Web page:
Understandably, everyone wants a quick fix. However, most people will chronically and dramatically underestimate the work and time required to see a transformation. At the same time, they will also overestimate their ability to stick to a gruelling workout plan and restrictive diet. In a cruel twist of fate, this creates the perfect condition to lose motivation, give up on the efforts, go back to their old habits, and regain weight.
I think it’s worth finding out what happened to the contestants after the cameras stopped rolling. Did these contestants keep up their weight loss? To help you answer that question, think of the last time you did an extreme diet or workout program; what happened to you? Did you gain back the weight, perhaps with interest?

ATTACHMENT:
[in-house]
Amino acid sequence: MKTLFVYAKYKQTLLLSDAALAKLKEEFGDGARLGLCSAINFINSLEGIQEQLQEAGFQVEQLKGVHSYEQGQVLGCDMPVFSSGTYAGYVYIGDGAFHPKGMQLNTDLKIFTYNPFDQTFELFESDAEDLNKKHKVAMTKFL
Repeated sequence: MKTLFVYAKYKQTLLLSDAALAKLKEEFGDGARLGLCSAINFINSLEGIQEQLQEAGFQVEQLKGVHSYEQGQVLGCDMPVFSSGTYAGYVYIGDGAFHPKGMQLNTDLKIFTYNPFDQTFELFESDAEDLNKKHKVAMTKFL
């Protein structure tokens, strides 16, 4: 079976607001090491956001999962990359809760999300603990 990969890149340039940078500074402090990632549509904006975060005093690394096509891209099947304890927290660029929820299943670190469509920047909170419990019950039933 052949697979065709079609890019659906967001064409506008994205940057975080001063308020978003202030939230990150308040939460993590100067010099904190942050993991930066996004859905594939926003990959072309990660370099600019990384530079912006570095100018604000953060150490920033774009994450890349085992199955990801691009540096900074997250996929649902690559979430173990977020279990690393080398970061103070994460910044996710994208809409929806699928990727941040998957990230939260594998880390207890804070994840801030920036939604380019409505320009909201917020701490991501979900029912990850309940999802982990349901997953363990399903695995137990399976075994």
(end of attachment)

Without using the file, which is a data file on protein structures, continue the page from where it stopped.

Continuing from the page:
If the answer is yes, you may dispute this by saying, “well, I didn’t have a personal trainer that smacked food out of my hand,” or “I just need someone to push me to go harder.” If you’ve been on the extreme dieting roller coaster and have seen nothing but yo-yo numbers on your bathroom scales, this is important for you to read.
Here are some hard truths – the contestants also gained back weight.
On the show, they lost weight but went home to their old lifestyles, old eating habits, and old social support systems – just like you. But on top of that, something strange was occurring inside their bodies – their RMR (resting metabolic rate) and their leptin levels (hunger hormones) were no longer syncing up.